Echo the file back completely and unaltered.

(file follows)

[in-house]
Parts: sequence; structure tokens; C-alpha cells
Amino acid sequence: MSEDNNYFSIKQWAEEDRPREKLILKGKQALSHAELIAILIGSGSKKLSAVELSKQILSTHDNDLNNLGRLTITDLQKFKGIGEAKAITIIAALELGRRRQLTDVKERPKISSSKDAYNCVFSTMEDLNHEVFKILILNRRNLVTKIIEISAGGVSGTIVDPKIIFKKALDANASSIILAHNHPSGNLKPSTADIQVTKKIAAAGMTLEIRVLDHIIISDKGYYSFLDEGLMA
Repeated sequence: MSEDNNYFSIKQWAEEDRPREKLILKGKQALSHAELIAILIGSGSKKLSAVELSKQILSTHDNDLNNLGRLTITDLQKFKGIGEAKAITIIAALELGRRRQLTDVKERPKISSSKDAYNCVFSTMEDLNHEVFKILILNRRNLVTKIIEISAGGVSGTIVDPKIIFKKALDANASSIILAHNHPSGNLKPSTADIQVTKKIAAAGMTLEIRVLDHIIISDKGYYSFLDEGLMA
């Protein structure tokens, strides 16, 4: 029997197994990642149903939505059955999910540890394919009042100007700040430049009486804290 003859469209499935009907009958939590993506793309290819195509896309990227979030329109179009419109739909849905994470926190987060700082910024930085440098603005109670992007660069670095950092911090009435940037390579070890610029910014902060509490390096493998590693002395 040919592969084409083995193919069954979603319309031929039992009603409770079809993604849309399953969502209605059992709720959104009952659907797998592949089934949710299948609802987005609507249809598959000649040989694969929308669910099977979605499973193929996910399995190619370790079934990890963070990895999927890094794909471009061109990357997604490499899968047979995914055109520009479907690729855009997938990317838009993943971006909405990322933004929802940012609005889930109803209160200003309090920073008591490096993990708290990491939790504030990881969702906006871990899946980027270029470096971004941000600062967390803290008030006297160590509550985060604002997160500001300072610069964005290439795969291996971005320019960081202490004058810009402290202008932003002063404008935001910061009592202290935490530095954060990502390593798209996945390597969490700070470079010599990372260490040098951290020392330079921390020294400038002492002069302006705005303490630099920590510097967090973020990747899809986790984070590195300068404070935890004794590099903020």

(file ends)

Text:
[in-house]
Parts: sequence; structure tokens; C-alpha cells
Amino acid sequence: MSEDNNYFSIKQWAEEDRPREKLILKGKQALSHAELIAILIGSGSKKLSAVELSKQILSTHDNDLNNLGRLTITDLQKFKGIGEAKAITIIAALELGRRRQLTDVKERPKISSSKDAYNCVFSTMEDLNHEVFKILILNRRNLVTKIIEISAGGVSGTIVDPKIIFKKALDANASSIILAHNHPSGNLKPSTADIQVTKKIAAAGMTLEIRVLDHIIISDKGYYSFLDEGLMA
Repeated sequence: MSEDNNYFSIKQWAEEDRPREKLILKGKQALSHAELIAILIGSGSKKLSAVELSKQILSTHDNDLNNLGRLTITDLQKFKGIGEAKAITIIAALELGRRRQLTDVKERPKISSSKDAYNCVFSTMEDLNHEVFKILILNRRNLVTKIIEISAGGVSGTIVDPKIIFKKALDANASSIILAHNHPSGNLKPSTADIQVTKKIAAAGMTLEIRVLDHIIISDKGYYSFLDEGLMA
């Protein structure tokens, strides 16, 4: 029997197994990642149903939505059955999910540890394919009042100007700040430049009486804290 003859469209499935009907009958939590993506793309290819195509896309990227979030329109179009419109739909849905994470926190987060700082910024930085440098603005109670992007660069670095950092911090009435940037390579070890610029910014902060509490390096493998590693002395 040919592969084409083995193919069954979603319309031929039992009603409770079809993604849309399953969502209605059992709720959104009952659907797998592949089934949710299948609802987005609507249809598959000649040989694969929308669910099977979605499973193929996910399995190619370790079934990890963070990895999927890094794909471009061109990357997604490499899968047979995914055109520009479907690729855009997938990317838009993943971006909405990322933004929802940012609005889930109803209160200003309090920073008591490096993990708290990491939790504030990881969702906006871990899946980027270029470096971004941000600062967390803290008030006297160590509550985060604002997160500001300072610069964005290439795969291996971005320019960081202490004058810009402290202008932003002063404008935001910061009592202290935490530095954060990502390593798209996945390597969490700070470079010599990372260490040098951290020392330079921390020294400038002492002069302006705005303490630099920590510097967090973020990747899809986790984070590195300068404070935890004794590099903020």